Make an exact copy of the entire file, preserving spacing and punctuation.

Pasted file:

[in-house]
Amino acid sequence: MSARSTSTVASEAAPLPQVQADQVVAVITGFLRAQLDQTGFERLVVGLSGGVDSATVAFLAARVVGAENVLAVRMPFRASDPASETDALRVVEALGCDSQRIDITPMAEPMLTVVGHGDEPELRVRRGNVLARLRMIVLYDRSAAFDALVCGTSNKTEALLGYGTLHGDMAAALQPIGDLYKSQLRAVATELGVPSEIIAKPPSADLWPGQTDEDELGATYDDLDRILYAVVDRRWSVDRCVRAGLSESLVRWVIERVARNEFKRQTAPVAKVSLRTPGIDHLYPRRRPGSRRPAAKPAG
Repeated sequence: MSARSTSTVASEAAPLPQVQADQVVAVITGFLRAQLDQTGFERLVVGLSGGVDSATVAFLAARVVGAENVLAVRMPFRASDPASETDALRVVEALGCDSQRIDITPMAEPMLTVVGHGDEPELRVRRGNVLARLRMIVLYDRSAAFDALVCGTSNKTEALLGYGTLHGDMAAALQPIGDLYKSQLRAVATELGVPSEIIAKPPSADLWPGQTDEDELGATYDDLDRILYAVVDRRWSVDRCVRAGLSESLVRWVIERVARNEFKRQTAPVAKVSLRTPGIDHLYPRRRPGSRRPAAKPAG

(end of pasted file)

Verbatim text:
[in-house]
Amino acid sequence: MSARSTSTVASEAAPLPQVQADQVVAVITGFLRAQLDQTGFERLVVGLSGGVDSATVAFLAARVVGAENVLAVRMPFRASDPASETDALRVVEALGCDSQRIDITPMAEPMLTVVGHGDEPELRVRRGNVLARLRMIVLYDRSAAFDALVCGTSNKTEALLGYGTLHGDMAAALQPIGDLYKSQLRAVATELGVPSEIIAKPPSADLWPGQTDEDELGATYDDLDRILYAVVDRRWSVDRCVRAGLSESLVRWVIERVARNEFKRQTAPVAKVSLRTPGIDHLYPRRRPGSRRPAAKPAG
Repeated sequence: MSARSTSTVASEAAPLPQVQADQVVAVITGFLRAQLDQTGFERLVVGLSGGVDSATVAFLAARVVGAENVLAVRMPFRASDPASETDALRVVEALGCDSQRIDITPMAEPMLTVVGHGDEPELRVRRGNVLARLRMIVLYDRSAAFDALVCGTSNKTEALLGYGTLHGDMAAALQPIGDLYKSQLRAVATELGVPSEIIAKPPSADLWPGQTDEDELGATYDDLDRILYAVVDRRWSVDRCVRAGLSESLVRWVIERVARNEFKRQTAPVAKVSLRTPGIDHLYPRRRPGSRRPAAKPAG